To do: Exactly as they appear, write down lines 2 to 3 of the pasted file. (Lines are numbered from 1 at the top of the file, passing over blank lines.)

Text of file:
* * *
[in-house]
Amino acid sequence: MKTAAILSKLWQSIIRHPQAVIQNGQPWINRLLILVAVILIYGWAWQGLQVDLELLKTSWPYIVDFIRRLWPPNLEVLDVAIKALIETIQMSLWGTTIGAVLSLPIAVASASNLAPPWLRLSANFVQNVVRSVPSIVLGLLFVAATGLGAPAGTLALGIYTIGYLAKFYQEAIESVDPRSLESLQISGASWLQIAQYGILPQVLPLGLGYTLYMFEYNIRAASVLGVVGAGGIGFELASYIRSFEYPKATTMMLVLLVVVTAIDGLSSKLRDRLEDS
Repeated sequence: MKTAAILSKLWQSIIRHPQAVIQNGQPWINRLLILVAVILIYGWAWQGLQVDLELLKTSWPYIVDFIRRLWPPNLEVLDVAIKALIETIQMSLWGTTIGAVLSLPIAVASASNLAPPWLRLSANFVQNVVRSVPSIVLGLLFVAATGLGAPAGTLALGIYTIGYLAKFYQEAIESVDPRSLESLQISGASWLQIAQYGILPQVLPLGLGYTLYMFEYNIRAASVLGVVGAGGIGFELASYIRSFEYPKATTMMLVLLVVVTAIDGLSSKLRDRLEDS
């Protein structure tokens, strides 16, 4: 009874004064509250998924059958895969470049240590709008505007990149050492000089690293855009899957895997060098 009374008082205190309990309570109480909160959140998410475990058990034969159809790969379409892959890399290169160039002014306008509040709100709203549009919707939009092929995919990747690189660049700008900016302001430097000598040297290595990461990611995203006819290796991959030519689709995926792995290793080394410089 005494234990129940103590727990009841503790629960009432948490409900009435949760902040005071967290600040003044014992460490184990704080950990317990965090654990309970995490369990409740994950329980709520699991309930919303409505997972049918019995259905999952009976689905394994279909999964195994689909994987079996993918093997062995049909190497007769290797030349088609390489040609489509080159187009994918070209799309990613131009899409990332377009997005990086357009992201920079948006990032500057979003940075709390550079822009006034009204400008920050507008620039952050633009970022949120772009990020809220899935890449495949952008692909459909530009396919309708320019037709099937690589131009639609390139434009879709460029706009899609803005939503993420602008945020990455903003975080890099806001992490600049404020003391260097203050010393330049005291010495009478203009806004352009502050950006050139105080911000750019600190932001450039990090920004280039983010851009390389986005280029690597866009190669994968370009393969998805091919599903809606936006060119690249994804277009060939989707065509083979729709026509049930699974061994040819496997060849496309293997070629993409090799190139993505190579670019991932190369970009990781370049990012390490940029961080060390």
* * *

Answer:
Amino acid sequence: MKTAAILSKLWQSIIRHPQAVIQNGQPWINRLLILVAVILIYGWAWQGLQVDLELLKTSWPYIVDFIRRLWPPNLEVLDVAIKALIETIQMSLWGTTIGAVLSLPIAVASASNLAPPWLRLSANFVQNVVRSVPSIVLGLLFVAATGLGAPAGTLALGIYTIGYLAKFYQEAIESVDPRSLESLQISGASWLQIAQYGILPQVLPLGLGYTLYMFEYNIRAASVLGVVGAGGIGFELASYIRSFEYPKATTMMLVLLVVVTAIDGLSSKLRDRLEDS
Repeated sequence: MKTAAILSKLWQSIIRHPQAVIQNGQPWINRLLILVAVILIYGWAWQGLQVDLELLKTSWPYIVDFIRRLWPPNLEVLDVAIKALIETIQMSLWGTTIGAVLSLPIAVASASNLAPPWLRLSANFVQNVVRSVPSIVLGLLFVAATGLGAPAGTLALGIYTIGYLAKFYQEAIESVDPRSLESLQISGASWLQIAQYGILPQVLPLGLGYTLYMFEYNIRAASVLGVVGAGGIGFELASYIRSFEYPKATTMMLVLLVVVTAIDGLSSKLRDRLEDS